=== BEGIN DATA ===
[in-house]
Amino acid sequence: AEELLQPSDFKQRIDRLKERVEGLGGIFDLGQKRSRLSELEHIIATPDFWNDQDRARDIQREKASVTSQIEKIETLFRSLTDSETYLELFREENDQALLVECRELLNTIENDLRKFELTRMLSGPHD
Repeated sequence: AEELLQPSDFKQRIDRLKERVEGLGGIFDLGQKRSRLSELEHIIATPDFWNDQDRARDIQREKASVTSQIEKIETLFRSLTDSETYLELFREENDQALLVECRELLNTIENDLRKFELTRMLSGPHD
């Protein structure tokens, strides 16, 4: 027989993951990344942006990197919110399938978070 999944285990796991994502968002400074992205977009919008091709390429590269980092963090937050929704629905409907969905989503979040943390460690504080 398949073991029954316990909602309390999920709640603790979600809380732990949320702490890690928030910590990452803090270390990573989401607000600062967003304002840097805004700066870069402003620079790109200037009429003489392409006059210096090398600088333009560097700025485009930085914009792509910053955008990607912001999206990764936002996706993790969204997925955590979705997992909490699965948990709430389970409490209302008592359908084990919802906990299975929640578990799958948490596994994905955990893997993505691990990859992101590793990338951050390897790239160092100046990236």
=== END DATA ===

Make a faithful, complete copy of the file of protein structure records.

[in-house]
Amino acid sequence: AEELLQPSDFKQRIDRLKERVEGLGGIFDLGQKRSRLSELEHIIATPDFWNDQDRARDIQREKASVTSQIEKIETLFRSLTDSETYLELFREENDQALLVECRELLNTIENDLRKFELTRMLSGPHD
Repeated sequence: AEELLQPSDFKQRIDRLKERVEGLGGIFDLGQKRSRLSELEHIIATPDFWNDQDRARDIQREKASVTSQIEKIETLFRSLTDSETYLELFREENDQALLVECRELLNTIENDLRKFELTRMLSGPHD
């Protein structure tokens, strides 16, 4: 027989993951990344942006990197919110399938978070 999944285990796991994502968002400074992205977009919008091709390429590269980092963090937050929704629905409907969905989503979040943390460690504080 398949073991029954316990909602309390999920709640603790979600809380732990949320702490890690928030910590990452803090270390990573989401607000600062967003304002840097805004700066870069402003620079790109200037009429003489392409006059210096090398600088333009560097700025485009930085914009792509910053955008990607912001999206990764936002996706993790969204997925955590979705997992909490699965948990709430389970409490209302008592359908084990919802906990299975929640578990799958948490596994994905955990893997993505691990990859992101590793990338951050390897790239160092100046990236």